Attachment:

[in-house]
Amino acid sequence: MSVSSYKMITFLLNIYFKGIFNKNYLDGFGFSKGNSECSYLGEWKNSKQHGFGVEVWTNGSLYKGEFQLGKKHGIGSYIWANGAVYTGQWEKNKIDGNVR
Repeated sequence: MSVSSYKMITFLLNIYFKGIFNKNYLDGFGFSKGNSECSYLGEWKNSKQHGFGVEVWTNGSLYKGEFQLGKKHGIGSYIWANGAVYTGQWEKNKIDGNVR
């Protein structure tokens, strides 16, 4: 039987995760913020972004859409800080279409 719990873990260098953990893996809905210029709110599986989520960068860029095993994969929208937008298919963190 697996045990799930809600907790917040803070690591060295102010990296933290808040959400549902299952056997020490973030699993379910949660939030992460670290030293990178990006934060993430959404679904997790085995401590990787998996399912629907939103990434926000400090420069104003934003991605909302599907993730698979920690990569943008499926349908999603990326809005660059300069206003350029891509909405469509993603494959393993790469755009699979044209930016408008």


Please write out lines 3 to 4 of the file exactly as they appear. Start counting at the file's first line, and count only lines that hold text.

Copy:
Repeated sequence: MSVSSYKMITFLLNIYFKGIFNKNYLDGFGFSKGNSECSYLGEWKNSKQHGFGVEVWTNGSLYKGEFQLGKKHGIGSYIWANGAVYTGQWEKNKIDGNVR
């Protein structure tokens, strides 16, 4: 039987995760913020972004859409800080279409 719990873990260098953990893996809905210029709110599986989520960068860029095993994969929208937008298919963190 697996045990799930809600907790917040803070690591060295102010990296933290808040959400549902299952056997020490973030699993379910949660939030992460670290030293990178990006934060993430959404679904997790085995401590990787998996399912629907939103990434926000400090420069104003934003991605909302599907993730698979920690990569943008499926349908999603990326809005660059300069206003350029891509909405469509993603494959393993790469755009699979044209930016408008």